The Effect of Human Factors on Raptors: A Sample of Wildlife Rehabilitation Center in Turkey

Main Article Content

Emine Hesna Kandir
Tuğrul Çağrı Gül https://orcid.org/0000-0003-3387-0101
Beste Saraçoğlu https://orcid.org/0000-0002-1006-2841

Keywords

Raptors, Turkey, Threats, Wildlife Rehabilitation center

Abstract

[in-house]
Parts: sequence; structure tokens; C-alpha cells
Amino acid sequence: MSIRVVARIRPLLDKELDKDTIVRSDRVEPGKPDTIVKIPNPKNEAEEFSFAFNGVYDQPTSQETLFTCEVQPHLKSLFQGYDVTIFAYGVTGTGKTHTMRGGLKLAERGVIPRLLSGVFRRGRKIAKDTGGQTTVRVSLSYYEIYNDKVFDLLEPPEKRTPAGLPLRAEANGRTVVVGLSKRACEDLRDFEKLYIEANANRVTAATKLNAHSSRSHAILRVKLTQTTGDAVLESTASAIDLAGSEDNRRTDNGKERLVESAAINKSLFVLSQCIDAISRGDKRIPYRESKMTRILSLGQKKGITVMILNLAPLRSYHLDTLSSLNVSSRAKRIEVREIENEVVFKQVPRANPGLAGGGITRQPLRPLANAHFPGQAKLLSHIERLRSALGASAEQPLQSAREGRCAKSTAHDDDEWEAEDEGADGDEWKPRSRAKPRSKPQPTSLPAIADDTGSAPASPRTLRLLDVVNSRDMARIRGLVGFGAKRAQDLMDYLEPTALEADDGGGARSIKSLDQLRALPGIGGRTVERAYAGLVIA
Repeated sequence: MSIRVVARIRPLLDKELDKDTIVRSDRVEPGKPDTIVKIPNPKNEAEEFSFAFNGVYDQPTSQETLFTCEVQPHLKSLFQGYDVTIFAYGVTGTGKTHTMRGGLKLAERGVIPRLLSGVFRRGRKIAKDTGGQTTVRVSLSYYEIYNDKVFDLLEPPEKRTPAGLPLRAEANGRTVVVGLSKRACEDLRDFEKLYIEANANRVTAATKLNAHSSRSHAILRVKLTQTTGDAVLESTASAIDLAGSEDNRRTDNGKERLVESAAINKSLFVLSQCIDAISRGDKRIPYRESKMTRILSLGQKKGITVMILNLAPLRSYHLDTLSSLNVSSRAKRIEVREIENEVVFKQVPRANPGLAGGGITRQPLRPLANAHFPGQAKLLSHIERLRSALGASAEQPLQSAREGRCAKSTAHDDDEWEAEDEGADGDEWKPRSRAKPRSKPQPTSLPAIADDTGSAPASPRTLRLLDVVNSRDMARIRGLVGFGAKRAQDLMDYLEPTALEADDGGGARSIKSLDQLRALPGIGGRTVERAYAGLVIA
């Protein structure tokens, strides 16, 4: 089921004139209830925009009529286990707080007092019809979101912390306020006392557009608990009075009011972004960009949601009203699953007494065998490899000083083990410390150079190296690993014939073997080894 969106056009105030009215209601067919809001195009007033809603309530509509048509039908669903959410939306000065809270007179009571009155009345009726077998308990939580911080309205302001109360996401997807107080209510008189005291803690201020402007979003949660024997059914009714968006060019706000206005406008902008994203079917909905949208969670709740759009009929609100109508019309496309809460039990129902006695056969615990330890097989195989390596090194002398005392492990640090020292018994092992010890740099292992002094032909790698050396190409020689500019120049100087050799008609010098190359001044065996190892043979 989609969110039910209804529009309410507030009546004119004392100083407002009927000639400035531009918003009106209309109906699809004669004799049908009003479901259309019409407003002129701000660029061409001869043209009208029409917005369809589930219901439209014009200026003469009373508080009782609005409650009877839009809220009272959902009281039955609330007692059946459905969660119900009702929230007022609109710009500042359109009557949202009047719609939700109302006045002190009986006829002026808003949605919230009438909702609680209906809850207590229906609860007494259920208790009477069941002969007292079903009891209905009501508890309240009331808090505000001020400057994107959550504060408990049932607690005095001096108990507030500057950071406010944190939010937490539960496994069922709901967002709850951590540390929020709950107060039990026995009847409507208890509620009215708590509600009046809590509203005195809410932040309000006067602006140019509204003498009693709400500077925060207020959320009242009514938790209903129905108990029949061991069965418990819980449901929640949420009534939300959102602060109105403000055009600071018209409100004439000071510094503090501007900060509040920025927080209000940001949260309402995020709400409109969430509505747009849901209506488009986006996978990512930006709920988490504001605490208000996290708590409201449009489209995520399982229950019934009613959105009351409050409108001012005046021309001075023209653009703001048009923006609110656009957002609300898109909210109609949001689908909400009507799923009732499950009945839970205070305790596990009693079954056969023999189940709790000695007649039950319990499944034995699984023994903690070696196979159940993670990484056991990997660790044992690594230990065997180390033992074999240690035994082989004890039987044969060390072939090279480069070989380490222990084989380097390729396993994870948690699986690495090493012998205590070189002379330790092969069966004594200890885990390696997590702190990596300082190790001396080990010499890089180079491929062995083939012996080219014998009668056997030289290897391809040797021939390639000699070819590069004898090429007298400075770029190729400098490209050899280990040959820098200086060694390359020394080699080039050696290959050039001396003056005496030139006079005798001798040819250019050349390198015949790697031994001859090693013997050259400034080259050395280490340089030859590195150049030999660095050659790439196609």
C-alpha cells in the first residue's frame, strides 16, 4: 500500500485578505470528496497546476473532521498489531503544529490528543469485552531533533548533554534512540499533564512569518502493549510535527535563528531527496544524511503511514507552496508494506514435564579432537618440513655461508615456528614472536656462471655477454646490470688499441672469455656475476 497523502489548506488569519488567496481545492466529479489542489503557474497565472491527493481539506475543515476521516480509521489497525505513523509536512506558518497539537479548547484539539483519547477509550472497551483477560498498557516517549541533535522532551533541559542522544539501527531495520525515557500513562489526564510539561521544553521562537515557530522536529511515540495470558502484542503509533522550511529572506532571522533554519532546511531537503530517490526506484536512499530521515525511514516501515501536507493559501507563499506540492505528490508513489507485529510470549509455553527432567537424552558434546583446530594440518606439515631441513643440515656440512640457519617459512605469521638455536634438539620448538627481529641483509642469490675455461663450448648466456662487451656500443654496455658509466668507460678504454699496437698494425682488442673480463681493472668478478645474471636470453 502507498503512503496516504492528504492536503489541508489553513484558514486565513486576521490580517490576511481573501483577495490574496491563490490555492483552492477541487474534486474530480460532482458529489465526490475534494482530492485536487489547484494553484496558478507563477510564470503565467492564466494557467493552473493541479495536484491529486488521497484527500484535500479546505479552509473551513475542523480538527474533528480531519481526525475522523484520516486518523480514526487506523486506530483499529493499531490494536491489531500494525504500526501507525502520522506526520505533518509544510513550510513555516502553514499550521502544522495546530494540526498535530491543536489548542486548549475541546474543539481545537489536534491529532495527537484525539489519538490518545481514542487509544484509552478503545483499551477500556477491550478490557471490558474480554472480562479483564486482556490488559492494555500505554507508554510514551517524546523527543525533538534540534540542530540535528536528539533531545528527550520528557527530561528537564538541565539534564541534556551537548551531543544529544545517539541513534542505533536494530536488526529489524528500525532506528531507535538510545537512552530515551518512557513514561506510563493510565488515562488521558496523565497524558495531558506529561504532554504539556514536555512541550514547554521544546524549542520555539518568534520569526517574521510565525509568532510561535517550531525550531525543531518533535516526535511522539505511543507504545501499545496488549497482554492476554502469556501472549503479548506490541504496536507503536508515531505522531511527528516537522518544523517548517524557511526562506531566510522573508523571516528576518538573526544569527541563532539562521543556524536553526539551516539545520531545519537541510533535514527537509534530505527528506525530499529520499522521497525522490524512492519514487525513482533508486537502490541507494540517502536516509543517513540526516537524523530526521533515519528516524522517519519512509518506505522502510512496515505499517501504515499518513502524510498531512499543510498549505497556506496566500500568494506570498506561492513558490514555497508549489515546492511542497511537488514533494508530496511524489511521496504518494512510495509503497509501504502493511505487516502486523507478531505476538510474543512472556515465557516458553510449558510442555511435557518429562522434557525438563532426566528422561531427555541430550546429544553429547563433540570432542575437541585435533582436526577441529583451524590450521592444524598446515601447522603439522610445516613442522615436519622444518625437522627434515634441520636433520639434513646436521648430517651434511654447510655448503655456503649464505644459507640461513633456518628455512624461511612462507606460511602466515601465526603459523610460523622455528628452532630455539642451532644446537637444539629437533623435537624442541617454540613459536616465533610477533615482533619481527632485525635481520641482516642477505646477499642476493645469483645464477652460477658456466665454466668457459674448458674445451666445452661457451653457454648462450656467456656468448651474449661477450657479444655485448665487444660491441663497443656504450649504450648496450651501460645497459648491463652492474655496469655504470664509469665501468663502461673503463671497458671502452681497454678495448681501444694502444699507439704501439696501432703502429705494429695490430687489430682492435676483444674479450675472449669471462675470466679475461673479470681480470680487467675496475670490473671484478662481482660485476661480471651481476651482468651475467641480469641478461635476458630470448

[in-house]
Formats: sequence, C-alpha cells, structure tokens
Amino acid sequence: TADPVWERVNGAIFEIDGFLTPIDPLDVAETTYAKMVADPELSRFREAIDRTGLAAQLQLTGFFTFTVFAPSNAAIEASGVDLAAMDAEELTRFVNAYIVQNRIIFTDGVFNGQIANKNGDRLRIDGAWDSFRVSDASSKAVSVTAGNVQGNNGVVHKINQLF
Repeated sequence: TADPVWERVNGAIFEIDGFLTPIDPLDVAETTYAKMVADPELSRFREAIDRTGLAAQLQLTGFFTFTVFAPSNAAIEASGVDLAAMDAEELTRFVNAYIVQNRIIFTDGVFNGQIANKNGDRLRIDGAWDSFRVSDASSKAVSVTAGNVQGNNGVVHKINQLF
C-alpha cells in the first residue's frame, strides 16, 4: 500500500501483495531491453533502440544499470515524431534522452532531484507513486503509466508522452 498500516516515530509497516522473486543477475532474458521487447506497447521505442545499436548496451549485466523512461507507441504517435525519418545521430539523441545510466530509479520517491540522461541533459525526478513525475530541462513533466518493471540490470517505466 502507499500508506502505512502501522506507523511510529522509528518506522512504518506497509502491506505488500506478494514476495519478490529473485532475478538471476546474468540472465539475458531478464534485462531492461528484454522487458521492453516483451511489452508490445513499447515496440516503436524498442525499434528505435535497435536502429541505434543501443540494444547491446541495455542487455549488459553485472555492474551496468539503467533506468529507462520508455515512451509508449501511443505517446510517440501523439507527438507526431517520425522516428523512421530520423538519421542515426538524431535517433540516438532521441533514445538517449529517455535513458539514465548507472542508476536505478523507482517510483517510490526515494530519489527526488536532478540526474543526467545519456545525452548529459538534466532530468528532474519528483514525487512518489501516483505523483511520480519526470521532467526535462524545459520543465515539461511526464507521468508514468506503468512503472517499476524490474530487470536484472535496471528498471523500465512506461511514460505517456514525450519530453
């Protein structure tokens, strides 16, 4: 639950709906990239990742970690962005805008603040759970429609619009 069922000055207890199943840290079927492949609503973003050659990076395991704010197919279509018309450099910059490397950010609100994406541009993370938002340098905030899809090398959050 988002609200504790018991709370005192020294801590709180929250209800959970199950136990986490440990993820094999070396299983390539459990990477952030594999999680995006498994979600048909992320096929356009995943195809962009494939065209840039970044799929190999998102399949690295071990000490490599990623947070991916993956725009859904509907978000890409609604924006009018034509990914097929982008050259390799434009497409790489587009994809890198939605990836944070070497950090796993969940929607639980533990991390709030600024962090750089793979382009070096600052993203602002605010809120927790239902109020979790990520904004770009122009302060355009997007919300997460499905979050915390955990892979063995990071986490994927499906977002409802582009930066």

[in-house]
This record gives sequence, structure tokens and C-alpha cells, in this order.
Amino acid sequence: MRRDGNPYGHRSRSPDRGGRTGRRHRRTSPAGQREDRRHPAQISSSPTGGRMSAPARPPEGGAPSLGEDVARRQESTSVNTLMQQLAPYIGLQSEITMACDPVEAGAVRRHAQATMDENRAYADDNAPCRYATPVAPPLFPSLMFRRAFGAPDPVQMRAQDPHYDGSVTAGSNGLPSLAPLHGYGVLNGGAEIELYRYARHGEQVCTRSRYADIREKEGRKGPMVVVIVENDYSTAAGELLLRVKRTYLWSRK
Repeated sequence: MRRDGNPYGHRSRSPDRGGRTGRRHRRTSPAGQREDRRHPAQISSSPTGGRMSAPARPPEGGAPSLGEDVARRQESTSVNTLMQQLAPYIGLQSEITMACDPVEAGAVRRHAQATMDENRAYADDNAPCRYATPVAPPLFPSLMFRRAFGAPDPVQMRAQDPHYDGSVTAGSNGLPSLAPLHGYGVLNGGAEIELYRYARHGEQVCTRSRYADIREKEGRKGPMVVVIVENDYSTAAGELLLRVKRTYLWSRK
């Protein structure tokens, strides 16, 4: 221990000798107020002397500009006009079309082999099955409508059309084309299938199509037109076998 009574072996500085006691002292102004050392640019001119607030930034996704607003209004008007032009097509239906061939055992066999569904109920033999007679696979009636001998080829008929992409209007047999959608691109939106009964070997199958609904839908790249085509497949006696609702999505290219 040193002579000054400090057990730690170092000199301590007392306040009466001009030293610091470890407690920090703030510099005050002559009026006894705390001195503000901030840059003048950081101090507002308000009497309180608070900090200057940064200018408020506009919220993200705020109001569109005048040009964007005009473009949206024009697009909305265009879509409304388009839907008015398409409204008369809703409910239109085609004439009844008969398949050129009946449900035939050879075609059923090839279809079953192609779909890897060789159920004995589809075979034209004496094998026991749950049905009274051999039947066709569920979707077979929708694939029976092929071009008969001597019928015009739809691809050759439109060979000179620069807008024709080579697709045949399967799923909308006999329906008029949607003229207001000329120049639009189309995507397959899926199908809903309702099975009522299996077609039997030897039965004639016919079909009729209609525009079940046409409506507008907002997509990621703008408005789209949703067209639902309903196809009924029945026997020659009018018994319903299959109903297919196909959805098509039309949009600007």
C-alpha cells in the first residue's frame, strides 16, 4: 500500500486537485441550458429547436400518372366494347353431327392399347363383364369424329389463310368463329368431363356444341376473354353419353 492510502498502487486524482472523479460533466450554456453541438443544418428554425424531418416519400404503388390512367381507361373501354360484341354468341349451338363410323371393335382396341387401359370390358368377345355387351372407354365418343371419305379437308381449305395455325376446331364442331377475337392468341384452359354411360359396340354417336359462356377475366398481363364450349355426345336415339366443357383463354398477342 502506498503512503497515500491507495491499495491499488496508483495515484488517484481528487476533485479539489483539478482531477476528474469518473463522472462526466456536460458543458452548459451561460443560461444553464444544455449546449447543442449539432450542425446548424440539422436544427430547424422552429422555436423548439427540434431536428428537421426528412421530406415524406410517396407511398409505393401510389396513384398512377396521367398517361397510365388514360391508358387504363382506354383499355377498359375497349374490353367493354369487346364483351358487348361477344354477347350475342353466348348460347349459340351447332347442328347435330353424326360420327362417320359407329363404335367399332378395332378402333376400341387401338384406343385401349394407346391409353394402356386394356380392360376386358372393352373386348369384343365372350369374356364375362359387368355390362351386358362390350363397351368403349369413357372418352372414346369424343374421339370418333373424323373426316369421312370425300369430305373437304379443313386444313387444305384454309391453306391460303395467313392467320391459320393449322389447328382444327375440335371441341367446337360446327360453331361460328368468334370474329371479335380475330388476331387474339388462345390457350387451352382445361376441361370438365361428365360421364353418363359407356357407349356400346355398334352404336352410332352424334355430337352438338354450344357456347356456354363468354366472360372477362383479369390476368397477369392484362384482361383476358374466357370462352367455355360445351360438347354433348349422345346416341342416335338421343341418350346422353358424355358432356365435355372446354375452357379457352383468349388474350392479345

Study Objectives: Raptors are species playing a role in critical ecological functions, supporting human societies as the bio indicator of environmental health and tending to be extinct. Human factors affect the entire ecosystem as well as raptors. The aim of this study was to determine why raptors were brought to a wildlife center in Turkey and to detect   outcomes. In this study, records of 348 raptors within Falconiformes and Strigiformes orders admitted to a wildlife rehabilitation center between 2017-2020 were studied. Methods: In this study, we analyzed raptors by taking the following factors into account: year of admission; order (Falconiformes or Strigiformes); species; season; cause of admission; type of landscape; hunting season or not; raptor outcomes.  The relationships between variables were determined by the Chi-Square test. The statistical significance level was taken as 0.05. Results: According to the results of this study, the increase in the number of raptors affected by threats over the years was considered significant (p<0.01). One of the anthropogenic based threats; trauma was considered carrying the highest risk (40.2%) in both orders while the second one was detected as a condition disorder. The third one was firearms injuries for Falconiformes (14.2%) and orphans (22%) for Strigiformes. Wintering season has been full of threats for both orders (p<0.01). While Falconiformes faced more threats in suburban areas (p<0.01), the locality was found to be insignificant in Strigiformes based on threats (p>0.05). The relation between threats and outcomes in Falconiformes was found highly important (p<0.01) and the highest mortality rate was stated as 75.6% by firearms injuries and the release rate 86.2% for the orphan. A crucial relation was detected between hunting season and threats (p<0.01) and gun shooting injuries were found the highest for both orders during this period. Conclusion: It was concluded that threats from human interaction on Raptors in Turkey are at a serious level.

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